Eden settled back and returned to talking about her portfolio. After all the pettiness of my conversation, it was a relief to hear her talk so positively about her enthusiasm for her work, like a bracing dose of reality thrown after the narrow confines of gossip and meanness I had described. I realized that I was actually pleased that Eden didn’t seem all that interested in the story I had told. She didn’t know the people involved and it had nothing to do with the things in life that mattered to her. She listened because she cared about me, and as I talked, I found myself moving more and more in the direction of what I found interesting in the story I told. It wasn’t that the actions of these others had much impact in my life—after the conclusion of the custody case they had failed to influence, I was rather content in my life, actually—but rather that they seemed so intent on having a negative impact on my life. These people seemed to find power in attacking me, whether or not these attacks had significance for me, and did so from the cowardly bunkers of gossip and keyboards. None had the bravery to deal with me directly as a real person. Eden had called them “bullies,” and that seemed a good word.

Eden had returned to talking about her recent boyfriend, saying, “So, that’s where that ended. I haven’t had sex in six months.”

“Six months? That’s a long time.” I tilted my head. “Eden, is that one reason you wanted to get together today?”

“Oh, no . . well, not really . . .” she stammered. She caught her breath. “I mean, that’s not the only reason I wanted to see you. I really did want to see how you’re doing.” She was quiet for a moment. “I don’t want to be one of those women who just uses you for sex.”

I smiled. “For reals? Honey, you don’t use me.” I leaned forward to kiss her. Her lips parted slightly. I held close, touching her lips with my tongue. I sat back and smiled. She looked relieved to have her desire out in the open. “You,” I said, standing. I parted my legs and lowered myself onto her lap, facing her. “You, Eden.” I took her head in both hands and lowered myself to kiss her again. “You, Eden,” I whispered. “You are nothing but good and kind to me. I trust you.” I turned her head slightly and lowered my lips to hers. Her mouth opened to mine. I grabbed her hair more firmly in my hands. We kissed slowly, languidly, two long-time lovers getting reacquainted with the taste of one after too long apart. Memories loosened in my mind. I recalled the longing that had once led me to imagine slow weekends, alone in the woods with Eden in my hands, in my bed, at the end of my flogs.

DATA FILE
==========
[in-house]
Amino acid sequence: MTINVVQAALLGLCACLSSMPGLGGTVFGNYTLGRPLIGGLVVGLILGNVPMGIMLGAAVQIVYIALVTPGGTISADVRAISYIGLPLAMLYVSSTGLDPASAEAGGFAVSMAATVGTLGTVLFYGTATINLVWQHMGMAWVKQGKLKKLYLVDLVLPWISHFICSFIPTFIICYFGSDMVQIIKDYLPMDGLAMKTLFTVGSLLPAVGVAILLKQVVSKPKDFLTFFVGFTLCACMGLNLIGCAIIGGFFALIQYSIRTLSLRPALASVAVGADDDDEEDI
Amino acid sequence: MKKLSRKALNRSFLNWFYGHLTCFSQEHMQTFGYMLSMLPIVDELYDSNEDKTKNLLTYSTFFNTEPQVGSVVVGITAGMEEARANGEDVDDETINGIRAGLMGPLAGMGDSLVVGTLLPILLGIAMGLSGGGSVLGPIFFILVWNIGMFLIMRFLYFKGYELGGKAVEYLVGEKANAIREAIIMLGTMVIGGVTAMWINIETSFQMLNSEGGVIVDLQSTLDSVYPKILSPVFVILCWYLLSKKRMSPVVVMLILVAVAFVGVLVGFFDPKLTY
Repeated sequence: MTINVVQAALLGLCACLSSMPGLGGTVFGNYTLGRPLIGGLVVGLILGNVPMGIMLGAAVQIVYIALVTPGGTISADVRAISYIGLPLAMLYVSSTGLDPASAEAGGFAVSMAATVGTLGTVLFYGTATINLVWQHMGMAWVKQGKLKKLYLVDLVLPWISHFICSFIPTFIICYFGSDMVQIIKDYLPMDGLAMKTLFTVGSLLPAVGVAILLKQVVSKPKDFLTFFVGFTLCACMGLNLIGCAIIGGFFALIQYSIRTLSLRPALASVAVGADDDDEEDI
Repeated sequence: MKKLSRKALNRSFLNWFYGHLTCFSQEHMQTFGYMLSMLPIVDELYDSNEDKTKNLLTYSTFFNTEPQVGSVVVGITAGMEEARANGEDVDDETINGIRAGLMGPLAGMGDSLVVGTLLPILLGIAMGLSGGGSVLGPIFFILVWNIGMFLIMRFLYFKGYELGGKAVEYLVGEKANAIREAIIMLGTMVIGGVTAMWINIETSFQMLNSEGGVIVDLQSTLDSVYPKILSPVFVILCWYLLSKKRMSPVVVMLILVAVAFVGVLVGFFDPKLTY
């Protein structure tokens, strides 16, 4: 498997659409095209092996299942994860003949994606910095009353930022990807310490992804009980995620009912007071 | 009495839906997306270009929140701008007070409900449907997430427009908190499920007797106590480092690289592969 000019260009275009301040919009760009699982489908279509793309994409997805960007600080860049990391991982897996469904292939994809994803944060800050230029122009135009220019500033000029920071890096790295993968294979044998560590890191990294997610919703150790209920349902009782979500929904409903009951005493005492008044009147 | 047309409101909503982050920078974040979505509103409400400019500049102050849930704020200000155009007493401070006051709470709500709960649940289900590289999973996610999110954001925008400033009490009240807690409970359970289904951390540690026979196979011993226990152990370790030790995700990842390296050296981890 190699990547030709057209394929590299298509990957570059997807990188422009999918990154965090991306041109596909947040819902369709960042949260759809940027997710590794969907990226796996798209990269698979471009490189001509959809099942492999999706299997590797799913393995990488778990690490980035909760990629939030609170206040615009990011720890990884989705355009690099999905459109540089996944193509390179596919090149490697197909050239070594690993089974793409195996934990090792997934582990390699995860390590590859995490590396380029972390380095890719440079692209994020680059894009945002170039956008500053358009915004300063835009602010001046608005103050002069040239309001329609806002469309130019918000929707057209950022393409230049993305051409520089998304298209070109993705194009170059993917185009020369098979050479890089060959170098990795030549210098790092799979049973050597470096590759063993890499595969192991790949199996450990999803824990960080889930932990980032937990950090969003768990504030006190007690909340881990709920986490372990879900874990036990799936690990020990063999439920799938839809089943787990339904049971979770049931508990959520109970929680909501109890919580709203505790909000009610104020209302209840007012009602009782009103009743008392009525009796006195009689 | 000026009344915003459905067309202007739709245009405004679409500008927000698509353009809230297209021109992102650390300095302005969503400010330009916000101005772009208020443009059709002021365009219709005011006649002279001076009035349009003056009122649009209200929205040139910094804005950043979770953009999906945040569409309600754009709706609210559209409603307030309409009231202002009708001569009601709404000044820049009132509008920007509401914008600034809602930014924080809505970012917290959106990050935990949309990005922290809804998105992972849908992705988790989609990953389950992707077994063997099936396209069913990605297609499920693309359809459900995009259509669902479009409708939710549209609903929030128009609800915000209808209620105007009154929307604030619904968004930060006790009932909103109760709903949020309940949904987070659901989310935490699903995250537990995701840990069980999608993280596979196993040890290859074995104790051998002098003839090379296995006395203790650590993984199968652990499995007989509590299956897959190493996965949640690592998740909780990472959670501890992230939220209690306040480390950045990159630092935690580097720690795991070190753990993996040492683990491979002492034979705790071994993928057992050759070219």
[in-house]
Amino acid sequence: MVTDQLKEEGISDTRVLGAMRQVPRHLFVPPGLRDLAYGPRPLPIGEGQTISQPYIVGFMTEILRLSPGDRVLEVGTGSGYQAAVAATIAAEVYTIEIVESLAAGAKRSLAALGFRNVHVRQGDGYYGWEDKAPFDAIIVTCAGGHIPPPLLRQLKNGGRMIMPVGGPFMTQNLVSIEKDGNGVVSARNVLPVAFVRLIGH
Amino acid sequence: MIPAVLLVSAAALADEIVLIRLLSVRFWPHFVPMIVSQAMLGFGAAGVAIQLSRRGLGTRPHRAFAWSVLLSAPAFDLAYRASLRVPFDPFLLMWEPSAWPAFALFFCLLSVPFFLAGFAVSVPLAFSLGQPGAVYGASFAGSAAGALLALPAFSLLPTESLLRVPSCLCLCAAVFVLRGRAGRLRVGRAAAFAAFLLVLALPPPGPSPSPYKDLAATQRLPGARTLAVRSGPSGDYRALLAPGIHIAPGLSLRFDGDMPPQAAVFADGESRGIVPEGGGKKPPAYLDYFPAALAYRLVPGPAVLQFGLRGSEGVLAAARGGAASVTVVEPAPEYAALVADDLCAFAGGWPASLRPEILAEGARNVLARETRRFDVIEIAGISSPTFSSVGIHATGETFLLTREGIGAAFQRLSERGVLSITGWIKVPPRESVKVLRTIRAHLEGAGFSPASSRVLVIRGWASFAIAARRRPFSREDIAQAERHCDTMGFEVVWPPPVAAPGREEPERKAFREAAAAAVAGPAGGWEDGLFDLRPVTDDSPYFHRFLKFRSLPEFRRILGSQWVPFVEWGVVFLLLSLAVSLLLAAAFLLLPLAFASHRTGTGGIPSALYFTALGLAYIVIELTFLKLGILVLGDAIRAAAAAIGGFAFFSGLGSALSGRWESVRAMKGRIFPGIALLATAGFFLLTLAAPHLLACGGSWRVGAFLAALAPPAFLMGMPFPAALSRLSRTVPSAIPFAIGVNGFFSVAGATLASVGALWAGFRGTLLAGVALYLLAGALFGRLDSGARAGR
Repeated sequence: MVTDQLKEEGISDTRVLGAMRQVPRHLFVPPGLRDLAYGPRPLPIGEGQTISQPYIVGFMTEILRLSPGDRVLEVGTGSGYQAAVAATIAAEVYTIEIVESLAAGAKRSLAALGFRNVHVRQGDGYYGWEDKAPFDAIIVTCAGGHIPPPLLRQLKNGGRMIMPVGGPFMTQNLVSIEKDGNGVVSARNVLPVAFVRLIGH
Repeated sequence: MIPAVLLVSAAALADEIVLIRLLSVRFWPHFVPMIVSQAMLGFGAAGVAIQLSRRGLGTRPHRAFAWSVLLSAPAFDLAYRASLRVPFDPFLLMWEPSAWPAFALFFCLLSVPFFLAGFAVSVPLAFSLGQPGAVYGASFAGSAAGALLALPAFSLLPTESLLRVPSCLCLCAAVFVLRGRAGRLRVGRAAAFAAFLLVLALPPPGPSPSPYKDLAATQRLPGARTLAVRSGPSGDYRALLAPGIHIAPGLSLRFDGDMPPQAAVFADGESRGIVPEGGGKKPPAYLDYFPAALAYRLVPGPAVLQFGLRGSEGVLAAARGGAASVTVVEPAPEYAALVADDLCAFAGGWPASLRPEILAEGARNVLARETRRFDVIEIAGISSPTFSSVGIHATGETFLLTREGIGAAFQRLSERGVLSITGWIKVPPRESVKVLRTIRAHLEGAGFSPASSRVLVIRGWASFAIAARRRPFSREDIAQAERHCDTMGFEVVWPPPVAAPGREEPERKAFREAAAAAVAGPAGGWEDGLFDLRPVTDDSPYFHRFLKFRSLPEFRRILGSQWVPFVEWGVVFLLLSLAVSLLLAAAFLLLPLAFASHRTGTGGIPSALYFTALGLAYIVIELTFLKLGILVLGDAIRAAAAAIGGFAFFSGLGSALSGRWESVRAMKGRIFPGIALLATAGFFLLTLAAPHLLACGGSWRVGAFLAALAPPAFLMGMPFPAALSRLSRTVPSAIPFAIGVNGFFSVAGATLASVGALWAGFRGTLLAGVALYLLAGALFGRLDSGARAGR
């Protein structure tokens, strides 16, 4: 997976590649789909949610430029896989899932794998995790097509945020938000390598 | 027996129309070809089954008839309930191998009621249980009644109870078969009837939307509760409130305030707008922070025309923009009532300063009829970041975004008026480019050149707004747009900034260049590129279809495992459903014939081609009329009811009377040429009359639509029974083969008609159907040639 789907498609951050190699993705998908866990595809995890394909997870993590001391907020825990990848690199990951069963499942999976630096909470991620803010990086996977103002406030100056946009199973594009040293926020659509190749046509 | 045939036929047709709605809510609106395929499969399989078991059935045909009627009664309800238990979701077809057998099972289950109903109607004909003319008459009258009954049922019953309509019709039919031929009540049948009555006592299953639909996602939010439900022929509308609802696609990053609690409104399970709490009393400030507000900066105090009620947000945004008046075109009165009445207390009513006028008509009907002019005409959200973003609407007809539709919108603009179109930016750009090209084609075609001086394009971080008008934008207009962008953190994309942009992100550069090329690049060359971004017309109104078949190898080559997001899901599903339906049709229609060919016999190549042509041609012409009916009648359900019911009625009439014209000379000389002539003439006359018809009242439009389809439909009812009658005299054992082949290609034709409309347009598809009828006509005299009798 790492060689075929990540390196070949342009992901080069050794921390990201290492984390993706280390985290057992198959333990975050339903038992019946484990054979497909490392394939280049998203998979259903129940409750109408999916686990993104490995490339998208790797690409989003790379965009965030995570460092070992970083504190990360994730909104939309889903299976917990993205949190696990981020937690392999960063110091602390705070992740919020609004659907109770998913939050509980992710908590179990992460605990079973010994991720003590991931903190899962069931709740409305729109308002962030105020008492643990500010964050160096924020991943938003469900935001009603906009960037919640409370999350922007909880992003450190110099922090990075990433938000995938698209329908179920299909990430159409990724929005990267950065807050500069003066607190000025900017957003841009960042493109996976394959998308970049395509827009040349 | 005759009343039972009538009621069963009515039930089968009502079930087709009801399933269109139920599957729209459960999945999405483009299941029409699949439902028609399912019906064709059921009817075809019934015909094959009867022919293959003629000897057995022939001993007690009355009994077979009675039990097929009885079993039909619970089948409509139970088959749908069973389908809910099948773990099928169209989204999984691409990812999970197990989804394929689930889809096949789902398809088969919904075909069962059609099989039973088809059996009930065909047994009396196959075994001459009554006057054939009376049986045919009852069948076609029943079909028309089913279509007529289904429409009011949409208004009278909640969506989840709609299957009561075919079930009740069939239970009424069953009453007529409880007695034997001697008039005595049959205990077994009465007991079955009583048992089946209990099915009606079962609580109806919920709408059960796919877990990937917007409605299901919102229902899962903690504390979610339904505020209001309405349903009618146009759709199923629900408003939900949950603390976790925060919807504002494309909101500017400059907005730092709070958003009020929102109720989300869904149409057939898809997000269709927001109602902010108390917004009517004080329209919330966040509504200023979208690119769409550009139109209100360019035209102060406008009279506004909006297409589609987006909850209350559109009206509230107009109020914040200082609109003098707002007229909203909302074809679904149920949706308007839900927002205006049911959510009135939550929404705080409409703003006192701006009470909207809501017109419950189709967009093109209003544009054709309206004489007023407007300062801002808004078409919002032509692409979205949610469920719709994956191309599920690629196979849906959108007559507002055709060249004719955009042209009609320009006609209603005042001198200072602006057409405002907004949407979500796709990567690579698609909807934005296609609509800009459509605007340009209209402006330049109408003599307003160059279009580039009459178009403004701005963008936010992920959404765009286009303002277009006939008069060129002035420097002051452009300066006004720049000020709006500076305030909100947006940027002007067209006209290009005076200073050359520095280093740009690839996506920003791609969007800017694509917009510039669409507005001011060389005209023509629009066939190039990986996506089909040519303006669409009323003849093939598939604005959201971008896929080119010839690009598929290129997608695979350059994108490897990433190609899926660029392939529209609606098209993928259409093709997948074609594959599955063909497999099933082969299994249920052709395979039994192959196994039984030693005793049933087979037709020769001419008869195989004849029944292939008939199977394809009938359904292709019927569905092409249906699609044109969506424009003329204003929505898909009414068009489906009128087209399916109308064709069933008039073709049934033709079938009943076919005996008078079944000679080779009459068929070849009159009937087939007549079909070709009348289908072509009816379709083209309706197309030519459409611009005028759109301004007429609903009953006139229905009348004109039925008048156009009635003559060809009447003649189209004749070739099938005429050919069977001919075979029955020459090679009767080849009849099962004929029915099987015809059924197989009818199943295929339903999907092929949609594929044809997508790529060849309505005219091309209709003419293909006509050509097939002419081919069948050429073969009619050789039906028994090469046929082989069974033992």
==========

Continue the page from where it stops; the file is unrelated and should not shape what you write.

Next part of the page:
I gripped her hair tighter, pressing her face into mine. “I want you in my bed,” I said gruffly. “Now.” I released her and stood, holding out my hand. “Now, Eden.” She took my hand and stood. I took her kiss again, forgetting my own command and wanting to keep her where she stood, my hands roaming her clothes. The cotton was soft and Eden’s smell was filling my lungs. I pulled the shirt over her head, grabbed her shoulder to turn her and unfastened her bra. As it fell forward, I reached around to take her breasts in my hands. I squeezed hard. “I said bedroom. Now.” I turned her roughly, pulling her forward by her breasts, my body following, pressed close against her back.

I turned her to push her back on my bed and yanked off her jeans and panties. I kept my eyes on her body as my own clothes fell to the floor, taking in her familiarity. Our former understanding that she should always be undressed in my home had ensured that Eden was far more familiar to me nude than clothed. To see her again was like revisiting something as ingrained in memory as a childhood walk to school. I could find my way around her body with my eyes closed.